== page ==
A Reminder About the Good of Conservatism

justin-katz-avatar-smiling

As a new front in this year’s political war opens up, with the death of Supreme Court Justice Antonin Scalia, and as Republican polling favorite Donald Trump embarks on the phase of his campaign in which he proves that he is generally a dishonest liberal with the kind of personality that would be undeniably dangerous in a modern president, leading many on the right who may have been entertaining the possibility of electing him to reevaluate (albeit, unfortunately, not leading others to do so), Charles Cooke offers a worthwhile reminder that conservatives and even Republicans haven’t been completely useless on the political scene in recent years:

… we can contemplate the past decade with some considerable pride. Because conservatives aim to repeal so much of the damage done by progressivism of late, we can at times feel hopeless — and even angry. In theory, we understand that the people backed Obama twice and that his veto stands proudly in the way of our getting to reverse his excesses; in practice, however, it can be tempting to assume that the lack of major progress has been the product of quiet acquiescence or tactical incompetence — or, worst of all, of deep-seated corruption.

Read the whole thing for Cooke’s examples — and be sure to heed his acknowledgement that Republicans and the conservative movement more broadly have left much to be desired and are rightly in the precarious position of having to prove themselves quickly.  The point is that, as tempting as it may be to destroy the whole machine in our frustration at its imperfection and inability to overcome every political obstacle, we’d actually be throwing quite a bit away in doing so.

The time may come for that move (e.g., with the appointment of another Obama lockstep liberal to the Supreme Court), but when we make that decision, we should be aware that it’s essentially an admission that what we’re really saying is that the current condition of our country and the opportunities for change are so abysmal as to make worthwhile the risk of utter destruction.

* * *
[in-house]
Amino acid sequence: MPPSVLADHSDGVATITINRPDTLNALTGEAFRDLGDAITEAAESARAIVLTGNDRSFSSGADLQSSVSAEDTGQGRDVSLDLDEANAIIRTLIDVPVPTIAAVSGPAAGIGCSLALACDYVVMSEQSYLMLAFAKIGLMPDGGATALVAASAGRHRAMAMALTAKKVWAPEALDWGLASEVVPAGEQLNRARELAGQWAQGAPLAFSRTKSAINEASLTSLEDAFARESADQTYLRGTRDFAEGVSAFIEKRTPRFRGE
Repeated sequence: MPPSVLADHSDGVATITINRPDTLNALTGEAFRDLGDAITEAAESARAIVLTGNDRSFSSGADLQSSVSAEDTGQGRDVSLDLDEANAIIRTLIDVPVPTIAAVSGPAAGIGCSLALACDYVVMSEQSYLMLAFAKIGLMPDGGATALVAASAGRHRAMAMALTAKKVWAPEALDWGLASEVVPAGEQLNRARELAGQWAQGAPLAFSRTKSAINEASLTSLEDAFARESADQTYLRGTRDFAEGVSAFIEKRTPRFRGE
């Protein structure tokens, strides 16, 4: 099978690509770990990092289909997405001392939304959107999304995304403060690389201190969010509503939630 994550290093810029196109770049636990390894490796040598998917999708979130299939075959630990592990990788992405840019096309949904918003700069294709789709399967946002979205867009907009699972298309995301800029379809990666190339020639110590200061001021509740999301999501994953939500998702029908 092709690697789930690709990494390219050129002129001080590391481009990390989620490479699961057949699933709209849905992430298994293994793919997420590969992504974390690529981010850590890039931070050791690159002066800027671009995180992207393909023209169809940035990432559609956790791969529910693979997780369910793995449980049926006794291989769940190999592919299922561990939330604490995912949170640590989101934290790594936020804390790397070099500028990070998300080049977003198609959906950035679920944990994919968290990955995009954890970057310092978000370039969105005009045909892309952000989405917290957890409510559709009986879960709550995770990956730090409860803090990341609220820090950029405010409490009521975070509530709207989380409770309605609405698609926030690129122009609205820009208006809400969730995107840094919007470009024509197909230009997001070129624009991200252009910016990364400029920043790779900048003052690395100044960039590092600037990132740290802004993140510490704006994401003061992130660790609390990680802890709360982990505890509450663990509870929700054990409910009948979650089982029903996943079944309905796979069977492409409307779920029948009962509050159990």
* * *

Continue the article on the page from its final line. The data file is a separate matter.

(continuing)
• ShannonEntropy

    Let’s leave aside for the moment Justin’s apparent call for armed insurrection and anarchy … and go to this quote from the article referenced =►

    If, as seems eminently possible, a man with a gleaming “R” next to his name is inaugurated next January 20, the Right will be given its first chance at meaningful reform in over a decade …

    As I have explained here in painful detail numerous times … simple Electoral College math shows that it is *extremely* unlikely that we will ever again have a Republican POTUS

    Let’s just take the hypothetical case of The Bern-ing Man vs Trump

    Add up the solid blues — CA NY PA WA OR MI WI MN IL NJ MD & all 6 New England States — plus the big States that are now blue — OH FL VA NC SC … and the Electoral vote will be a landslide

    And that will be Trve even if the Dems nominate a Yellow Dog

    https://en.wikipedia.org/wiki/Yellow_dog_Democrat

    • Rhett Hardwick

      It is difficult to deny your electoral arithmetic, but have you considered the possibility of a schism in the Democratic party? Let us take your example of the “yellow dog Democrats”. These were “Southern Democrats”. As a result of “radical Republicans” forcing “Reconstruction” on the South, “Democrat” became the acceptable party for whites. Notwithstanding party affiliation, they were quite conservative, “Southern Democrats” forming one of the bulwarks against FDR’s “New Deal”. I am thinking of a number of southern relatives who registered Democrat out of tradition and would regularly vote for Democrats locally, they usually voted for the more conservative Presidential candidate. I am also thinking of Nixon’s “hard hats” drawn from ethnic groups which were traditionally Democratic.

      I would also observe, without much comment, that much of the Democratic plurality in Blue States is composed of low information “Have nots”. Suppose many become “haves”?